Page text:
Down on the Farm: Souza’s Patience Pays Off
by Mike Feigen
November 1 was a significant day in the history of the Washington Nationals. Matt Williams was welcomed to Nationals Park and introduced as the club’s fifth manager since baseball returned to The District. It was a day of celebration.
But earlier that morning, the Nationals made a less heralded move – one that signaled redemption for a young player who hopes to play for Williams in the near future.
Steven Souza, Jr., drafted by the Nationals in June of 2007 – the 100th-overall player selected and the sixth pick in the first three rounds by Washington – was added to the 40-man roster. Two of the players taken before him, Ross Detwiler (sixth overall) and Jordan Zimmermann (67th overall) are already household names in D.C., while Souza’s path to the Majors remains a work in progress.
Unlike the aforementioned college pitchers, Souza, an outfielder, came to the Nationals straight from the prep ranks. He bypassed a college scholarship to sign out of Cascade High School in Everett, Wash., a program that had sent former third-round pick Grady Sizemore to the big leagues just a few years earlier. Upon signing, Souza headed across the country to Viera, Fla., where he hit four home runs and added four stolen bases in 44 games for the Gulf Coast League (Rookie) Nationals.
The 6-foot-3, 220-pound right-handed hitter split time between Short Season-A Vermont and Class-A Hagerstown in 2008, then repeated at Hagerstown in 2009 and 2010, hitting a combined .235 with 15 home runs and 43 stolen bases in 207 games with the Suns. At the age of 22, after being sidelined for 50 games, he advanced to High-A Potomac, where he hit .228 but improved his on-base percentage – posting a .360 mark – while adding 11 homers and 25 steals.
At that point, with five seasons of professional baseball under his belt, the young outfielder found himself at a crossroads.
The setbacks had been difficult, the progression through the Nationals system had been slow, and he’d made his own mistakes to compound the situation. Souza contemplated walking away from his dream.
Souza will join his Mesa Solar Sox teammates in the quest for an Arizona Fall League Championship on Saturday (MLB Network, 3 p.m. ET). It’s been two years since he reconsidered his place in the game, and in that time he has developed into a legitimate five-tool threat. Most recently, he’s become one of the top performers in the prospect-rich AFL circuit – all while playing less than most of his AFL counterparts.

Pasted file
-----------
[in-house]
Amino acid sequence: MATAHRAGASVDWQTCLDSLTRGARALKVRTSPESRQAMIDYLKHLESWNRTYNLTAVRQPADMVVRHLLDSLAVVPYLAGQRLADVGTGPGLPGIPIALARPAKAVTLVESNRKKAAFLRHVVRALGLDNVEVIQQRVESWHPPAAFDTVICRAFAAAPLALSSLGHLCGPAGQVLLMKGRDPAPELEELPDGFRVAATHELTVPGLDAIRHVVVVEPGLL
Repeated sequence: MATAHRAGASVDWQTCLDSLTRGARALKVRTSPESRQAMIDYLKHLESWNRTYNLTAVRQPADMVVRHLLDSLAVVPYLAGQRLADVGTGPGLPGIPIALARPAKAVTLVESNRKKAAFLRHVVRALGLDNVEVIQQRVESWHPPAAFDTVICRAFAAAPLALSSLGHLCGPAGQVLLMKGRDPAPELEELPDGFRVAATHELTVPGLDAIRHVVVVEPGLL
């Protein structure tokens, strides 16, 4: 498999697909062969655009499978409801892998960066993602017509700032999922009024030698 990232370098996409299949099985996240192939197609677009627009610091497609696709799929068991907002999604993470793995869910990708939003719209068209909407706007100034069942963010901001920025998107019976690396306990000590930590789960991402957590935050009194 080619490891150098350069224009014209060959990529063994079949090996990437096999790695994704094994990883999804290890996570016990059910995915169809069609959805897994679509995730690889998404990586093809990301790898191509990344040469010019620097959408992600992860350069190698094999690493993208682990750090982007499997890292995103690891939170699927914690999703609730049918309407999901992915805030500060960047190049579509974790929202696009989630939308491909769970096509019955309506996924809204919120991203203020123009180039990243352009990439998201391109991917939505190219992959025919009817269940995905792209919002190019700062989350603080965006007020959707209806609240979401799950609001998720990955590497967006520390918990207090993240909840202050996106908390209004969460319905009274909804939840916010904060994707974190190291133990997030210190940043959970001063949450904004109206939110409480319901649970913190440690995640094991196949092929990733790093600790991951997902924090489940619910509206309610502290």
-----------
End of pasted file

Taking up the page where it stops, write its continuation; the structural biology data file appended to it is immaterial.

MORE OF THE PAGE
Designated a “taxi squad” player, restricted to two games per week, Souza has maximized his opportunities in limited at-bats. While he wants to play every day, Souza said he’s learned that any chance to play is a blessing.
“Playing on the taxi squad has taught me a lot about coming off the bench,” Souza said. “You have to take advantage of every opportunity.”
Souza hit .357/.426/.476 with eight runs, eight RBI and 10 stolen bases this fall, while hitting safely in 10 of his 11 games for the AFL East Division Champion Solar Sox. Twice he stole three bases in a game, showing off his explosive speed.
“As a bigger guy, speed is what separates me from some other bigger guys,” Souza explained. “I’ve worked a lot on agility and footwork. I owe everything to (Nationals first base coach) Tony Tarasco. He’s taught me everything I know about baserunning, and it’s translated well on the field.”
Souza’s AFL performance is coming on the heels of an All-Star showing at Double-A Harrisburg in 2013, where he hit .300/.396/.557 with 39 extra-base hits and 20 stolen bases in just 77 games. In 2012, with renewed enthusiasm for the game, Souza compiled an OPS (on-base plus slugging) of .938 with 23 home runs and 14 stolen bases across two levels.
The transformation has been striking; after hitting no better than .237 at any of his primary stops in his first five years, Souza has hit no worse than .290 in the two seasons since.
Doug Harris, Washington’s Director of Player Development, has been thrilled to see Souza’s career blossom.
“Steven has really come into his own over the last two years,” Harris said. “He has a broad skill set with the ability to impact a game in a variety of ways. Not only has he performed at a high level during that span, but also exhibited many intangibles that have earned him a 40-man roster spot.”
For Souza, being added to the Nationals 40-man roster was a validation for all of the hard work he put in to revive his career.
“I was really honored and humbled,” Souza said of receiving the call from the Nationals. “I’m thankful to be in such a great organization.”
When offered a chance to look ahead, Souza was reluctant to set goals, saying instead that he would let his faith guide him. He made it clear, however, that he’d love to have an opportunity to play at Nationals Park in the near future.
“Honestly, if Matt Williams wants me to come in and help the team win, I’ll do that in any way I can,” he said. “If I don’t make it this year, I’ll work hard and play wherever they send me. I just want to contribute somehow – either to a win or two, or winning a championship. I’d be happy to fit in somewhere and just fade into the background.”
Mesa experienced a symmetrical season, racing out to a 7-0 record (plus one tie), dropping 11 of 17 games in the middle of the year, and then rallying to win its final six contests to finish with a 19-11 record. The furious finish was just enough to edge Salt River for the East Division title by a half game, as the Rafters ended their year with seven consecutive wins.
Saturday’s AFL Championship Game will be broadcast live on MLB Network at 3 p.m. ET, with the Solar Sox taking on the West Division Champion Surprise Saguaros.